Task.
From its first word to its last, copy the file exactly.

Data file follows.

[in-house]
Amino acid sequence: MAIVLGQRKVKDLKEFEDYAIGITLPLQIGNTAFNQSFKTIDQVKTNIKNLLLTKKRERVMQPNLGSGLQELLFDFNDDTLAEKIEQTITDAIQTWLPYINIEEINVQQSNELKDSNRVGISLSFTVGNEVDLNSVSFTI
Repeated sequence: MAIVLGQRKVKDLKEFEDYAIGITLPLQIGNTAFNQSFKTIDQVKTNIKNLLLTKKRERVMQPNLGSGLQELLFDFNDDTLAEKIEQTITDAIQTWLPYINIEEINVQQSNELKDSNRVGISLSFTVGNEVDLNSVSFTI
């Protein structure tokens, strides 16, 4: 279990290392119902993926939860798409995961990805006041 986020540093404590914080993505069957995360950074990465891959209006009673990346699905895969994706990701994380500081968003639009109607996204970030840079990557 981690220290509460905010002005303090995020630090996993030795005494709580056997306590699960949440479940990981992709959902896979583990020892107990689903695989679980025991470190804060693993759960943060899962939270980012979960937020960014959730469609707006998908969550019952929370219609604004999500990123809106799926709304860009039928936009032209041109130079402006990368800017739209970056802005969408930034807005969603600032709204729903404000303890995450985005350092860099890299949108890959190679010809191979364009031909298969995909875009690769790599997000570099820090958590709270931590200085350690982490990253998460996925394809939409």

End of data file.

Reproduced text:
[in-house]
Amino acid sequence: MAIVLGQRKVKDLKEFEDYAIGITLPLQIGNTAFNQSFKTIDQVKTNIKNLLLTKKRERVMQPNLGSGLQELLFDFNDDTLAEKIEQTITDAIQTWLPYINIEEINVQQSNELKDSNRVGISLSFTVGNEVDLNSVSFTI
Repeated sequence: MAIVLGQRKVKDLKEFEDYAIGITLPLQIGNTAFNQSFKTIDQVKTNIKNLLLTKKRERVMQPNLGSGLQELLFDFNDDTLAEKIEQTITDAIQTWLPYINIEEINVQQSNELKDSNRVGISLSFTVGNEVDLNSVSFTI
């Protein structure tokens, strides 16, 4: 279990290392119902993926939860798409995961990805006041 986020540093404590914080993505069957995360950074990465891959209006009673990346699905895969994706990701994380500081968003639009109607996204970030840079990557 981690220290509460905010002005303090995020630090996993030795005494709580056997306590699960949440479940990981992709959902896979583990020892107990689903695989679980025991470190804060693993759960943060899962939270980012979960937020960014959730469609707006998908969550019952929370219609604004999500990123809106799926709304860009039928936009032209041109130079402006990368800017739209970056802005969408930034807005969603600032709204729903404000303890995450985005350092860099890299949108890959190679010809191979364009031909298969995909875009690769790599997000570099820090958590709270931590200085350690982490990253998460996925394809939409």